Elsewhere clocks are spinning even faster. There are massacres of Native Americans: Skeleton Cave, Buffalo Gap, Wounded Knee. Edison scribbles equations for something called electricity and the first World Series game is played. Children chase tires made from rubber that is imported from the Congo Free State of Africa. A new century starts. Wealth and oil accumulate differentially. Birds emerge from eggs, some with crooked beaks. McKinley is assassinated and in Kill Devil Hills, North Carolina, a plane takes flight. A boy in Iowa dies of tetanus. People gather for funerals wearing black and there are more wars to be fought. Books are published that provide women instructions for how to behave, focusing on what they must not do too much of: eat, talk, know.

The wagon train was now traveling through the Hidatsa Nation. The unceasing nature of the sky and the grass unleashed an animal feeling; she was increasingly aware of the intelligence of her body. She began leaving camp to walk alone, ignoring the disapproving glances of the other women. The landscape constructed itself in front of her: grass that rustled and dipped, small hills and slight depressions. Their train merged with another somewhere in Wyoming and she met Karl. There was nothing outstanding about him—he was of medium build and medium height, with medium brown hair—but she was drawn to his dry hands and his kindness, the way he rolled words around in his mouth like they were fresh raspberries. She no longer cared what people thought. One morning she followed him into a little hollow of land that must have sometimes held water. She lifted up her skirts and they had sex, fumbling and searching in the tall grass. After the haze wore off, she decided that this was what she wanted to do with her time.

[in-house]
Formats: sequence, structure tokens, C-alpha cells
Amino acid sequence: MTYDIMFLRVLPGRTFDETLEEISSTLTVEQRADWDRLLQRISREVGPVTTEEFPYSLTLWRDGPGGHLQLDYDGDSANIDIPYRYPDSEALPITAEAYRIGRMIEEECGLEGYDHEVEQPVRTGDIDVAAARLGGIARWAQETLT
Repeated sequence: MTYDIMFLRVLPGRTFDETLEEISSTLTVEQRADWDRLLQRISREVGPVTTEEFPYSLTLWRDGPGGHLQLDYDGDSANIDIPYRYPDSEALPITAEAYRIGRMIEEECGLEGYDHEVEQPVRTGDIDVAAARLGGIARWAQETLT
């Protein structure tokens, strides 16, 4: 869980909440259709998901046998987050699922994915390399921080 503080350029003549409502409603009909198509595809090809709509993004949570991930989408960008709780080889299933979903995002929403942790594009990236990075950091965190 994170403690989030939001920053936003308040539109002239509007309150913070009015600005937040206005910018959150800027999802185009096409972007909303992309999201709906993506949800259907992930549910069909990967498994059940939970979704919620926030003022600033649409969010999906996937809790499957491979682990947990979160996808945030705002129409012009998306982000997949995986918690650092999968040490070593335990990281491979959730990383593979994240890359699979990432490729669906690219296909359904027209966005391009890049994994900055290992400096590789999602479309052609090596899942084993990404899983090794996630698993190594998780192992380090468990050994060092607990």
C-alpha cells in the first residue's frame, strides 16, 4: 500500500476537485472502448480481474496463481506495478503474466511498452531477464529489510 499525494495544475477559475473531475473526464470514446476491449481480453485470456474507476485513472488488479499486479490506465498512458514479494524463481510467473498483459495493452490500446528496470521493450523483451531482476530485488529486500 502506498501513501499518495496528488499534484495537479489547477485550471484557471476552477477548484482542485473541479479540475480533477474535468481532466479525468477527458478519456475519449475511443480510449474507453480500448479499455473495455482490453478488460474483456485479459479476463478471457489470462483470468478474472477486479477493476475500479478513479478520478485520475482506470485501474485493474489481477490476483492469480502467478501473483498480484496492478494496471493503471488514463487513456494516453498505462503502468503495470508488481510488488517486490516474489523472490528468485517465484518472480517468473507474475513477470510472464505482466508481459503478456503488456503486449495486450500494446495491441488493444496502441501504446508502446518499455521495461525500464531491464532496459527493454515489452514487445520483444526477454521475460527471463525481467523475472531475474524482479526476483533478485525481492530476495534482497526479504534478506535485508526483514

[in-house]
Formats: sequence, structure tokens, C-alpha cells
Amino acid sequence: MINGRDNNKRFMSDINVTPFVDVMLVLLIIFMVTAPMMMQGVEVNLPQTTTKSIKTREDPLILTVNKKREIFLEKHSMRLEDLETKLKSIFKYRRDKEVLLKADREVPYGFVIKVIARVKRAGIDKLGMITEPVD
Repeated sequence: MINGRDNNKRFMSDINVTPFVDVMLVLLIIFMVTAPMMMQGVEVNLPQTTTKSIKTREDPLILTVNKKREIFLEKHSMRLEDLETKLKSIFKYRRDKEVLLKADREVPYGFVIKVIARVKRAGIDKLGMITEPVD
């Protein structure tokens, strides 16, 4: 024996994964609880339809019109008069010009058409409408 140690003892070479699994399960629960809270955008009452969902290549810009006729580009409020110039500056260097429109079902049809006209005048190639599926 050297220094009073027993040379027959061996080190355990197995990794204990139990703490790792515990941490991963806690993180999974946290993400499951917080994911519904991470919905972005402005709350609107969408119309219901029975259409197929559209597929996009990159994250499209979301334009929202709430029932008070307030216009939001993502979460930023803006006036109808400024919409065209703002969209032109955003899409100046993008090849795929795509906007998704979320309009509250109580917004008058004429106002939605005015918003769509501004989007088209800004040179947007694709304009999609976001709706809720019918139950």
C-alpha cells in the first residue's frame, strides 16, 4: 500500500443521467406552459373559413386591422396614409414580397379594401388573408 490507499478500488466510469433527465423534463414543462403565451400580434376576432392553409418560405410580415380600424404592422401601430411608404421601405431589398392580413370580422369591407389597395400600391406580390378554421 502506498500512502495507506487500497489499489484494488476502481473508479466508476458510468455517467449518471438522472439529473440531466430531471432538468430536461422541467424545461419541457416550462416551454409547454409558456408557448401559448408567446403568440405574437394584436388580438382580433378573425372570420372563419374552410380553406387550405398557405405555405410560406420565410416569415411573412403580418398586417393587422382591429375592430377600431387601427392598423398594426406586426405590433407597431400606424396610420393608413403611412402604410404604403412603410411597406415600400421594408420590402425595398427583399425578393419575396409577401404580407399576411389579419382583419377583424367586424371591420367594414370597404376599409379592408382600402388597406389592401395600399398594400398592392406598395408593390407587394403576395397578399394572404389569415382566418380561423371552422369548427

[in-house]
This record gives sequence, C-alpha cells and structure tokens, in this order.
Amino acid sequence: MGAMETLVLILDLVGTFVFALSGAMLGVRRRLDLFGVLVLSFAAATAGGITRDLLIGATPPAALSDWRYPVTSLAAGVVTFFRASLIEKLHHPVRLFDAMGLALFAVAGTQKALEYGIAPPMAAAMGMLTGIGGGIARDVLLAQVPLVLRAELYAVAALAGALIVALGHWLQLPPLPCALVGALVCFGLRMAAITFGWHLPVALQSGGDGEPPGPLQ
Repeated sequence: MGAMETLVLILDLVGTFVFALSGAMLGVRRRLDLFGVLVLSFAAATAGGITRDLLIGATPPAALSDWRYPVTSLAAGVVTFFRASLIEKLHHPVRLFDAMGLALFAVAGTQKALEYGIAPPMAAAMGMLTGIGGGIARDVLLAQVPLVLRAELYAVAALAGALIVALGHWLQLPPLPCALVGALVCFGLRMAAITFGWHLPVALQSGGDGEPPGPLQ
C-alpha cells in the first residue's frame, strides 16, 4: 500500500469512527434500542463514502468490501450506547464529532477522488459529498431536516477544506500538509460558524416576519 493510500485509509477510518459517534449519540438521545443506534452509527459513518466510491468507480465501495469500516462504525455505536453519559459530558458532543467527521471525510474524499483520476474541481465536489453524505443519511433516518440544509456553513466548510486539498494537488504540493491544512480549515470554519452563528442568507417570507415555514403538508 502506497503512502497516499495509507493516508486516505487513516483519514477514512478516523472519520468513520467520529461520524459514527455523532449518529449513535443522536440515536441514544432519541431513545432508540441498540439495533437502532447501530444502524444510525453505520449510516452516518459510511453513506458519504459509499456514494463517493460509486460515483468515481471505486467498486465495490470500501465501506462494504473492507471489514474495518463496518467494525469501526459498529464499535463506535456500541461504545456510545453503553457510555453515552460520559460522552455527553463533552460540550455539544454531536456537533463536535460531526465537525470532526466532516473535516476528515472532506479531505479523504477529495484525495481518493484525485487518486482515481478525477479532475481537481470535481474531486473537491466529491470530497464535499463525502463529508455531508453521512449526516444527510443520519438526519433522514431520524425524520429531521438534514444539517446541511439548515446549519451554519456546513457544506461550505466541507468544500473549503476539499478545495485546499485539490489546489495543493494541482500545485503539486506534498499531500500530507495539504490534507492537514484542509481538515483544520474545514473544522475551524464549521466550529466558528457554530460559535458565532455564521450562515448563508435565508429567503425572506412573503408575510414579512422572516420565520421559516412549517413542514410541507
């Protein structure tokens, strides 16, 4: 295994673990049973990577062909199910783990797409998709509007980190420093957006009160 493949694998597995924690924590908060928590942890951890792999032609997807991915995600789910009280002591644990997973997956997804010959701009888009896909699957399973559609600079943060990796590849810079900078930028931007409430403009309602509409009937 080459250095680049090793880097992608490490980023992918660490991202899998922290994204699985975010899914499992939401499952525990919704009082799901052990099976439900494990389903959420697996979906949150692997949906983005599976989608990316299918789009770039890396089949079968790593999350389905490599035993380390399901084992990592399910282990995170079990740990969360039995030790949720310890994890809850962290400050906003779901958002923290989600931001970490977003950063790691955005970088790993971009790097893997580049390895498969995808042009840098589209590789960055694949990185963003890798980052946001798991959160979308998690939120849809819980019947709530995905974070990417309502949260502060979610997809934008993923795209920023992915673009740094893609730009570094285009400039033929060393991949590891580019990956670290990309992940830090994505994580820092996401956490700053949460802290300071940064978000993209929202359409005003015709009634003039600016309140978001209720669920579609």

As they move through their patch of prairie, the world beyond it changes. Women and African Americans can now vote. People like to look at flowers. Dance steps and jazz hands symbolize the frenzy of youth. Maya Angelou and Andy Warhol and Baddiewinkle are born. The Great Depression puts a damper on things for a while. Then water skiing is invented, Penicillin is invented, nylon is invented. The Holocaust sets a new bar for human depravity. Tubas are played in marching bands and cakes with buttercream frosting are decorated to commemorate special events. Dogs are given increasingly complicated names and directions for how to behave. A woman and her husband disappear from a farmhouse, leaving behind the table set for dinner. Plastic packaging is a new and exciting development. Napalm, tear gas, nuclear bombs. A man wonders if a machine could possess intelligence. Martin Luther King, Jr. leads the Montgomery bus boycott. In Denver, a chimpanzee rests a cheek against the cold bars of her cage. Birds fly back and forth across the sky.